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Aug 18, 2010 2:02 PMPublication: The Southampton Press

Town delays approval of Quiogue subdivision after contamination concerns are raised

Aug 18, 2010 2:02 PM

The Southampton Town Planning Board agreed last week to continue accepting public feedback on an application originally filed by Quogue Deputy Mayor Randy Cardo in 2006, which seeks permission to build 10 homes on contaminated land in Quiogue, further delaying the project’s approval.

Tensions ran high at the Planning Board meeting held last Thursday, August 12, when close to a dozen homeowners on Old Meeting House Road in Quiogue, near where the 9.5-acre subdivision is slated to be built, voiced their concerns about chromium contamination that was first discovered on the land two years ago. Several groundwater samples taken from the property contain high levels of chromium, a known carcinogen, that exceed limits established by the New York State Department of Environmental Conservation.

“This is like playing Russian roulette with our families’ health,” said Joseph Dionisio of the subdivision that would be located on the north side of Old Meeting House Road and south of South Country Road, across from Jennifer’s Path. “There will be lawsuits if someone gets cancer.”

Mr. Dionisio, who said he was speaking on behalf of his neighbors, said the town could be served in the future if they, or the new homeowners, get sick because of the pollution. He noted he and others could be put at risk if construction crews disturb the chromium during excavation.

After last week’s hearing, Planning Board members agreed to hold open the public comment period on the application for 30 days, meaning that concerned parties can still file their objections until Monday, September 13. Board members are then expected to either approve or deny the application during their meeting on Thursday, September 16.

Mr. Cardo has been working since 2006 to secure town approval for his subdivision. Also included in his plans is the proposed construction of a road called Carwin Lane that would connect Old Meeting House and South Country roads, according to Mr. Cardo’s attorney, Wayne Bruyn.

The contamination was first discovered on the property, formerly a sand mining business, in 2008. Chromium possesses a high resistance to corrosion and has been used in the manufacture of steel.

Mr. Bruyn spoke at last week’s public meeting on behalf of the landowner, Cardo Site Development in Quogue. The attorney told the board that, as of June 21, H2M in Melville, an environmental engineering firm hired by the town, found no issues with the soil in the area. He added that water samples taken from the land contained chromium that exceed state standards.

Mr. Cardo also paid for several of his own environmental tests that were conducted by Anson Environmental Ltd. in Huntington. That testing took place in 2008 and 2009, and while soil samples passed the required environmental tests, the groundwater samples did not, according to documents provided by the town.

According to the town study, soil and groundwater samples were collected at 12 different locations around the property, and from adjacent properties. In order to conduct the study, holes between 12 feet and 15 feet in depth were dug. The soil and water samples were then tested by American Analytical Laboratories of Farmingdale. After analyzing the samples, the company determined that no remediation was necessary as long as any new construction was connected with public water, according to documentation.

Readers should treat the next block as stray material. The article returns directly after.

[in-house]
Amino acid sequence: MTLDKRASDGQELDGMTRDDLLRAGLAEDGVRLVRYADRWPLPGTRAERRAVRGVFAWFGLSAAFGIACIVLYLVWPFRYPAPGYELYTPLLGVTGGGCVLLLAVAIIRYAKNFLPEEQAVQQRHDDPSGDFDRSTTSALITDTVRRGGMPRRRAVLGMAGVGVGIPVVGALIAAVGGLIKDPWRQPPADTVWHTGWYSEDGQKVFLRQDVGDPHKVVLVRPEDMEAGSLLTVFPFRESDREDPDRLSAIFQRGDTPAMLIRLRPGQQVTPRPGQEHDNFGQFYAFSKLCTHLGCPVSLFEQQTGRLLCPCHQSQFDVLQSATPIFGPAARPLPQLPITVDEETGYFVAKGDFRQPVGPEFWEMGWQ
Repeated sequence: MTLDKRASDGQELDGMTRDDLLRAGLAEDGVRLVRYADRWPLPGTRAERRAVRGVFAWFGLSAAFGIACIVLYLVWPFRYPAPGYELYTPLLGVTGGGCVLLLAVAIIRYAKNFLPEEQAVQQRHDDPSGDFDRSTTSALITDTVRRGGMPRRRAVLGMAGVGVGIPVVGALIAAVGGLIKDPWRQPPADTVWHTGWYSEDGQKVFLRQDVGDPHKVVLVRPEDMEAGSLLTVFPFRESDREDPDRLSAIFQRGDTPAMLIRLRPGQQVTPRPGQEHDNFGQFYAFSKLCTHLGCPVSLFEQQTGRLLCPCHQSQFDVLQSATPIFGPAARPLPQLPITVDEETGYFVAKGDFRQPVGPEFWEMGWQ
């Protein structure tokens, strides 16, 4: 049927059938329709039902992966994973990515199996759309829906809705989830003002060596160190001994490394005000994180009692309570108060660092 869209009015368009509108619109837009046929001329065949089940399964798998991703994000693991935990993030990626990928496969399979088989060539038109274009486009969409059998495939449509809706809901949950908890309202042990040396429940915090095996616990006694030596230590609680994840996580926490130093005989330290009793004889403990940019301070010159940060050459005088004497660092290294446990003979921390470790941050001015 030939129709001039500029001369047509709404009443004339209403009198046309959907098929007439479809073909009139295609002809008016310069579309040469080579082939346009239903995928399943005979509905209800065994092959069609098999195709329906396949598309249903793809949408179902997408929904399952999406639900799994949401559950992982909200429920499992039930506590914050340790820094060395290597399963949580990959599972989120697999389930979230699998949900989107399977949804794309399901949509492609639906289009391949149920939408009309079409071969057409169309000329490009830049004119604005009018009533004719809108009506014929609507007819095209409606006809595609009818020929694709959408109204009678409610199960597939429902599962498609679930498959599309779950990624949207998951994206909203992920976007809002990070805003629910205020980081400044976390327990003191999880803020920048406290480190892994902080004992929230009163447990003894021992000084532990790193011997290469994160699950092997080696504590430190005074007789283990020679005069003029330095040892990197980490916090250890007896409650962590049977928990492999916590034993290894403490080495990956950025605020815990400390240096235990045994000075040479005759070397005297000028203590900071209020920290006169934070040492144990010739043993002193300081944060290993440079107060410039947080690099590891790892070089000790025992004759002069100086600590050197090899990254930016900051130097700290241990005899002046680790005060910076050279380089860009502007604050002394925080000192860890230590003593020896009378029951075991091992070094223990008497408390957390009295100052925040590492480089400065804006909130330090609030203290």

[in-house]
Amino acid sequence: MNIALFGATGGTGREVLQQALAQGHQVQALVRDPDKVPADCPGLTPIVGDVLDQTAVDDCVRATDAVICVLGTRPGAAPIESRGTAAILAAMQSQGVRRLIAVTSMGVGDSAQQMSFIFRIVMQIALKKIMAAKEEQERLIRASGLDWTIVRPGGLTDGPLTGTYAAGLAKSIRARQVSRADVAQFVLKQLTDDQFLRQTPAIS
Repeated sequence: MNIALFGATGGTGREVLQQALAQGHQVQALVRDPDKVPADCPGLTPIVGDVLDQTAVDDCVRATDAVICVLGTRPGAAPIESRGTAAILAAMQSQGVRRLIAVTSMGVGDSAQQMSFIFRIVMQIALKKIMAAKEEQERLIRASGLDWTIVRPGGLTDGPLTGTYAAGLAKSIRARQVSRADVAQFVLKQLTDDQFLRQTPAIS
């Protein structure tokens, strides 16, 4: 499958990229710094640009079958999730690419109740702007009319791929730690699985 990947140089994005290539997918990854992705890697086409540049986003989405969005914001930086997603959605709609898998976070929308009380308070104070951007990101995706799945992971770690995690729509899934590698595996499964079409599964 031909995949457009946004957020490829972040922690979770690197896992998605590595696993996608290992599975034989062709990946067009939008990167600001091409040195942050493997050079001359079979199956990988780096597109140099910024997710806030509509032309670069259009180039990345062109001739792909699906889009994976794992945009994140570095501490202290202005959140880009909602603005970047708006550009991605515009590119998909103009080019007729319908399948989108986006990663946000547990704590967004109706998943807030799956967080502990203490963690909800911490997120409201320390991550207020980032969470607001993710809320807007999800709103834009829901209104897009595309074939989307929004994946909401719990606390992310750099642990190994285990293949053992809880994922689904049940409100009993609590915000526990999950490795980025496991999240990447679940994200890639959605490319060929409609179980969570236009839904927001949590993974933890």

The environmental consulting firm, however, advised that any new construction on the land utilize vapor shields, silicon barriers that would need to be placed under the foundations of structures in order to prevent contaminated groundwater from leaching into the buildings.

According to the report issued by Anson Environmental, four out of six groundwater samples collected on July 23, 2008, exceeded 50 micrograms per liter of chromium—the limit set by the DEC. The highest concentration came in at 94.3 micrograms per liter, according to documentation. Chromium was also detected in some samples taken from adjacent properties, according to the study.

Though the levels of chromium detected on Mr. Cardo’s property are not high enough to prevent excavation, some Quiogue residents worry that the construction of new homes on the property will unearth the toxin, putting them and the new homeowners at risk.

“This is a slap in the face to our neighborhood,” Mr. Dionisio said.

Mr. Bruyn, meanwhile, pointed out that the problem is already there, and that his client has nothing to do with the contamination.

“This is probably pervasive in the entire neighborhood,” Mr. Bruyn said, referring to chromium contamination, after the meeting. “Residents who commented at the meeting may have the same condition on their property.”

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who own the property before the present owner, where did the contaimation come from, this can be clean up
By john o (34), southampton on Aug 24, 10 9:15 AM
In a previous article Mr. Cardo stated "that he is only an excavator and not in the business of selling or constructing homes."

See www.27east.com/story_detail.cfm?id=227903 for his previous comments. Now it is referred to as his construction project in this article.

So what are you Randy? An excavator? A builder? Or a pathological liar?
By G (339), Southampton on Aug 25, 10 9:06 AM
Shut it down!
By clam pie (161), Westhampton on Aug 25, 10 12:20 PM
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